What causes spiral mode instability and how do you minimize it instead of trying to dampen it?

What causes spiral mode instability in a GA plane and how do you minimize it in the first place, instead of trying to dampen it with dihedral (which is reducing efficiency by reducing vertical lift)?

1 Answer

One of the primary causes of spiral instability is the fact that once a turn begins, the outboard wingtip is moving along a larger circumference and therefore moving faster, and tending to produce more lift, than the inboard wingtip. So the bank angle tends to increase. Keeping the wingspan small will minimize this effect. Obviously, this is a trade-off and other desirable qualities are sacrificed.

Re dihedral-- the inefficiency due to more wing area being needed to get the same amount of vertical lift component is rather minimal. The more significant negative effects of dihedral include a excessive slip-roll coupling that creates excessive roll torque during an intentional slip (eg crosswind landing), bad effects in gusty crosswinds, poor roll response to aileron-only roll inputs, and a tendency toward "Dutch roll" yaw-roll oscillations.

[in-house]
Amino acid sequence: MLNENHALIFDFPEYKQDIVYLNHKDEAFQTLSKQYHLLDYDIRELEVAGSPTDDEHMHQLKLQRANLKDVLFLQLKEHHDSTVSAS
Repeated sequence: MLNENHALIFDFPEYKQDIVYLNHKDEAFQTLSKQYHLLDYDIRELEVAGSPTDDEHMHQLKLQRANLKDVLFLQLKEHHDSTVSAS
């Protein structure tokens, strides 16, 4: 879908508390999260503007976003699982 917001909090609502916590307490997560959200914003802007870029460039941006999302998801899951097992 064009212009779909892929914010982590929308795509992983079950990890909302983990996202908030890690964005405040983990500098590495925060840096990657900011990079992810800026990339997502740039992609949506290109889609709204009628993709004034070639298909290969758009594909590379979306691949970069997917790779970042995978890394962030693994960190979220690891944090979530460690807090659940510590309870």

Keeping the vertical fin small will help allow enough sideslip to allow whatever dihedral is present work as effectively as possible to help minimize spiral instability, but obviously this is a trade-off as well.

For more on the relationship between sideslip and dihedral see the related answers in Is this paragraph about the dihedral effect in the FAA's Glider Flying Handbook correct? or How does the dihedral angle work? .